When The New York Times and other news outlets reported being the victims of a massive, years-long cyberattack, it set off a rash of concerns about online security and personal Internet hygiene, reinforcing plenty of old, enduring lessons: Choose strong passwords; don’t click on links from strangers (or strange links from people you know); consider using different usernames for different online services.
Many Americans still don’t follow these security suggestions that can help protect them from online snooping and identity theft. But, evidently, neither do some Chinese hackers. In a bit of poetic justice, the identities of two of The Times’ hackers have become public, all because they got sloppy.
According to a report by Mandiant, the company The Times hired to investigate its security breach, one hacker who went by the handle "UglyGorilla" went around the Chinese Internet asking plainly whether China had a cyberarmy. In a lapse of personal security, UglyGorilla signed his name on the malware he wrote, on the domains he registered, and on Web forums.
“UG’s consistent use of the username 'UglyGorilla' across various Web accounts has left a thin but strong thread of attribution through many online communities,” the report read.
Investigators learned to identify hackers when the spies logged onto Facebook and Twitter, which are blocked to the rest of China by what has collaquially become known as the Great Firewall of China:
Like many Chinese hackers, APT1 attackers do not like to be constrained by the strict rules put in place by the Communist Party of China (CPC), which deployed the GFWoC as a censorship measure to restrict access to web sites such as google.com, facebook.com, and twitter.com. Additionally, the nature of the hackers’ work requires them to have control of network infrastructure outside the GFWoC. This creates a situation where the easiest way for them to log into Facebook and Twitter is directly from their attack infrastructure. Once noticed, this is an effective way to discover their real identities.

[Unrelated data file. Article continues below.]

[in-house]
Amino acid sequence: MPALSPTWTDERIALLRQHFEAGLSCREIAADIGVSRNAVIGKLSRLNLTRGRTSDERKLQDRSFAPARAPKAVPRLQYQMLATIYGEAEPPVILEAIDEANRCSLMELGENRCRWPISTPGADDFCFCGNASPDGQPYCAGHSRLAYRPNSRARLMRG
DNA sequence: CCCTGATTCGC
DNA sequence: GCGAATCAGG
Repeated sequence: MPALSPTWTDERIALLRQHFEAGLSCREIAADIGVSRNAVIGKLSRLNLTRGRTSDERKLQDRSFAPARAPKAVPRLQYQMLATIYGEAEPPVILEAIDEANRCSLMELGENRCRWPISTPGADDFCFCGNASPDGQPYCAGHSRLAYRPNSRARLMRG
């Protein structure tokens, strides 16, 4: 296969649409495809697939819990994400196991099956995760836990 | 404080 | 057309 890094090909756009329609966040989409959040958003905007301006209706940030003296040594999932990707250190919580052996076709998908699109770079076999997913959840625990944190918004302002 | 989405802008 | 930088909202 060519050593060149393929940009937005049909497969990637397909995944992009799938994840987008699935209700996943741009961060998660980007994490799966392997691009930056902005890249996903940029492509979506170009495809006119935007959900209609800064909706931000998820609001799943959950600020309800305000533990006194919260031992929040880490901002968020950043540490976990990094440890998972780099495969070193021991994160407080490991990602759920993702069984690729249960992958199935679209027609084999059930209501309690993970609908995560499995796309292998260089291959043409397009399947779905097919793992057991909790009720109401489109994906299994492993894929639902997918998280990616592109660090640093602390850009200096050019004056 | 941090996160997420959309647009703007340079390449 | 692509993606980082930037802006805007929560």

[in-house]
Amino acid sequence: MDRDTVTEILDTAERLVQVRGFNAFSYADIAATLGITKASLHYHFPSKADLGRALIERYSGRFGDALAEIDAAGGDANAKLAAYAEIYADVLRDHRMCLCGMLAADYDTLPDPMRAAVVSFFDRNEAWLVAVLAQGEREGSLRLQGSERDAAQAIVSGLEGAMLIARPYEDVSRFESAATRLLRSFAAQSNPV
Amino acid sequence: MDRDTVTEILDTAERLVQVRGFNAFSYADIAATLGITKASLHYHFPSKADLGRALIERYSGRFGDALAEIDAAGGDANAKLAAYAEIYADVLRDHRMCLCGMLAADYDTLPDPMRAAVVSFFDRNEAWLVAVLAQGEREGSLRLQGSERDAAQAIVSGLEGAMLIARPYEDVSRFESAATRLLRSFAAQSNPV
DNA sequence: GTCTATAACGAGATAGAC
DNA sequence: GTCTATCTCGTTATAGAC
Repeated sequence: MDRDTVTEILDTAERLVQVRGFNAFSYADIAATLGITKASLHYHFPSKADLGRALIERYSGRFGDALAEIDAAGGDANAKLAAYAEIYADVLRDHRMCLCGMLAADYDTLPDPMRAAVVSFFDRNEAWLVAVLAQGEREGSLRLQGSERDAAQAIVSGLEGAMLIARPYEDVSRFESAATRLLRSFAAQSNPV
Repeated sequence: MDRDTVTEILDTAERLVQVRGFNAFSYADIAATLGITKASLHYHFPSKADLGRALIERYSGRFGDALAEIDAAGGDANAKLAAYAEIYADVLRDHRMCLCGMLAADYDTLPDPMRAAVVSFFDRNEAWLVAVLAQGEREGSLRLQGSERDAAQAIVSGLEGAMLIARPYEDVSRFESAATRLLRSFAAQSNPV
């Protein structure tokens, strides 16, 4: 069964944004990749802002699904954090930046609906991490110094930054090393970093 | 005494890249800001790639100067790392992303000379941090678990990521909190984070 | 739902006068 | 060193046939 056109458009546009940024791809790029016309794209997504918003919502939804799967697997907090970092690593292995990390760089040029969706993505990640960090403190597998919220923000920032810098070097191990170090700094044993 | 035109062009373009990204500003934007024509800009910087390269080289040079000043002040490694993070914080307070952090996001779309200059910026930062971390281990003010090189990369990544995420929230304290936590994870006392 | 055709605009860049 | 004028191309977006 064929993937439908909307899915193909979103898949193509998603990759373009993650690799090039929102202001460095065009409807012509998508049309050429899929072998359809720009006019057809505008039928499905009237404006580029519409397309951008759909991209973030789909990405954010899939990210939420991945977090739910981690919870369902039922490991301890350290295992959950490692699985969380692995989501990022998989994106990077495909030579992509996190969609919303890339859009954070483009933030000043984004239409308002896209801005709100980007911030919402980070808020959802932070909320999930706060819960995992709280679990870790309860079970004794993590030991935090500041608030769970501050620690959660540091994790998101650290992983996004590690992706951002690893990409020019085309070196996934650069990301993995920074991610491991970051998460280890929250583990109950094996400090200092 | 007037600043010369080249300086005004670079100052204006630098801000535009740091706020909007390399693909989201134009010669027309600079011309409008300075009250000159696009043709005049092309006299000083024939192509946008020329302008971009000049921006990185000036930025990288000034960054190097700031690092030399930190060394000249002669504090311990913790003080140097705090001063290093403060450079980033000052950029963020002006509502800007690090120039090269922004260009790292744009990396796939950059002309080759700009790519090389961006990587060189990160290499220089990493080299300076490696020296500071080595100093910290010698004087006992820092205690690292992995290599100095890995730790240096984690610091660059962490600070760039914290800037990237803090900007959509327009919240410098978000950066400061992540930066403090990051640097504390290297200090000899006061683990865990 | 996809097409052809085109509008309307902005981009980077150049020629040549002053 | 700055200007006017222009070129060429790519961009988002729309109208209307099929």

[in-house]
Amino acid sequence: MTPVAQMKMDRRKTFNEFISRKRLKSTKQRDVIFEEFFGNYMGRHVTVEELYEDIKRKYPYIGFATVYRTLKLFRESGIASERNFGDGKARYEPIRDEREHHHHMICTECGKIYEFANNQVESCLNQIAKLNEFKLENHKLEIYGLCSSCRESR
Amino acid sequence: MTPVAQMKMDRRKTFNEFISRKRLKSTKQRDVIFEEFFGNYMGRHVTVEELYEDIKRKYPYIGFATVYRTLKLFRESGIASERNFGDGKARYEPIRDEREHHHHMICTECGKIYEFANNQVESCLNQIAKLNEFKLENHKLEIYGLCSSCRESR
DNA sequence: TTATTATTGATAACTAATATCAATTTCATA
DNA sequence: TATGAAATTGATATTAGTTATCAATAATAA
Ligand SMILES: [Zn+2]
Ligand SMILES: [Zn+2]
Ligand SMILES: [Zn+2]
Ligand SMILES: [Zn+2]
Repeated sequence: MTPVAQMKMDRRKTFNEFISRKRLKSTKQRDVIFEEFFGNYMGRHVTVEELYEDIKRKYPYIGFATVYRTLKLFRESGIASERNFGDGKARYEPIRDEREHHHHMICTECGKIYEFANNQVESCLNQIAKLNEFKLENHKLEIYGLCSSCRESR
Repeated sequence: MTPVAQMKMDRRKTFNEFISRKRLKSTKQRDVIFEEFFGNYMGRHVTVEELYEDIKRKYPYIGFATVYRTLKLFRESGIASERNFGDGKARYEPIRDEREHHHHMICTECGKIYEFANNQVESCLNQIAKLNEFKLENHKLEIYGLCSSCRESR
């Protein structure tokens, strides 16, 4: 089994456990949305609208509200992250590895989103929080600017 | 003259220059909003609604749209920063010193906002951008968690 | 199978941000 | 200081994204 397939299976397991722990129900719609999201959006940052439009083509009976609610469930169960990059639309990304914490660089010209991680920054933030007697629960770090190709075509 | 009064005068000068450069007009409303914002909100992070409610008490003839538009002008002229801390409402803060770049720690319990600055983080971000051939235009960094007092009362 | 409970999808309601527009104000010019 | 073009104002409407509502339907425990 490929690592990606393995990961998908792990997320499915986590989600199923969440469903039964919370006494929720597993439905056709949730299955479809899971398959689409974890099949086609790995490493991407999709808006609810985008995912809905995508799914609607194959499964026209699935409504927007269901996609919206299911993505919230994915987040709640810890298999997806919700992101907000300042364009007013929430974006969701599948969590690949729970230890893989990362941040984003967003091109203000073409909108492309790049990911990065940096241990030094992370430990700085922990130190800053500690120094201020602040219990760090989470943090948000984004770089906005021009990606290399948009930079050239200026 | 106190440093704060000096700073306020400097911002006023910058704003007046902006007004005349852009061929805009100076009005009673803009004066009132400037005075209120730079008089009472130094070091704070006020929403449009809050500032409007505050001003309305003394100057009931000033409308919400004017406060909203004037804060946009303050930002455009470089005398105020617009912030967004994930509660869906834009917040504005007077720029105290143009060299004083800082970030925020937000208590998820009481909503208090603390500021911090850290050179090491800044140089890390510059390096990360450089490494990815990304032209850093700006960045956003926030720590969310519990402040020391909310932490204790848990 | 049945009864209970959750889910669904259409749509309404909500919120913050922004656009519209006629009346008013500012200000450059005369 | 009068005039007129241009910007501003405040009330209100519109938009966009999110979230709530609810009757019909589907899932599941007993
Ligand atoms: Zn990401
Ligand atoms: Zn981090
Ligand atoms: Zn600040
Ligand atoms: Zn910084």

Another hacker identified by Mandiant went by the name of "DOTA." DOTA also had a tendency to spread his name around, creating Hotmail and Gmail accounts using variations of the same handle. Investigators were able to pinpoint the hacker’s location when, as part of a security check, Google sent DOTA a text message. The message contained a code that DOTA had to plug in on his browser to access his Google services -- a standard identity-protection feature called two-factor authentication. (By the way, if you don’t have two-factor authentication enabled, please do it now.)
DOTA’s big mistake was in telling Google to send the text message to a convenient phone number -- one that told Mandiant both what carrier the hacker was on (China Mobile) and where he was (Shanghai).
“The speed of DOTA’s response also indicates that he had the phone with him at the time,” said the report.
DOTA is also apparently a huge J.K. Rowling fan. In response to security questions like “Who is your favorite teacher?” DOTA’s answer would frequently come up as “Harry” and “Poter” (yes, with one T). Despite his skills at penetrating other people’s systems, DOTA was, it turns out, no wizard at personal or operational security.
It’s no small irony the everyday shortcuts users take and which subsequently open them up to hackers like DOTA and UglyGorilla, are the same traps that the two hackers fell into. Still, there’s another possibility: What if they wanted to be found?
While some countries go to great lengths to hide their attacks, China takes no such precautions, said Yael Shahar, an Israeli cybersecurity expert at the International Institute for Counter-Terrorism.
“They're very careful not to cover their tracks very well,” she told me, adding that it enhanced Chinese self-perceptions of “face” to leave a calling card. “It's a projection of power; it's not that they're trying to hide it.”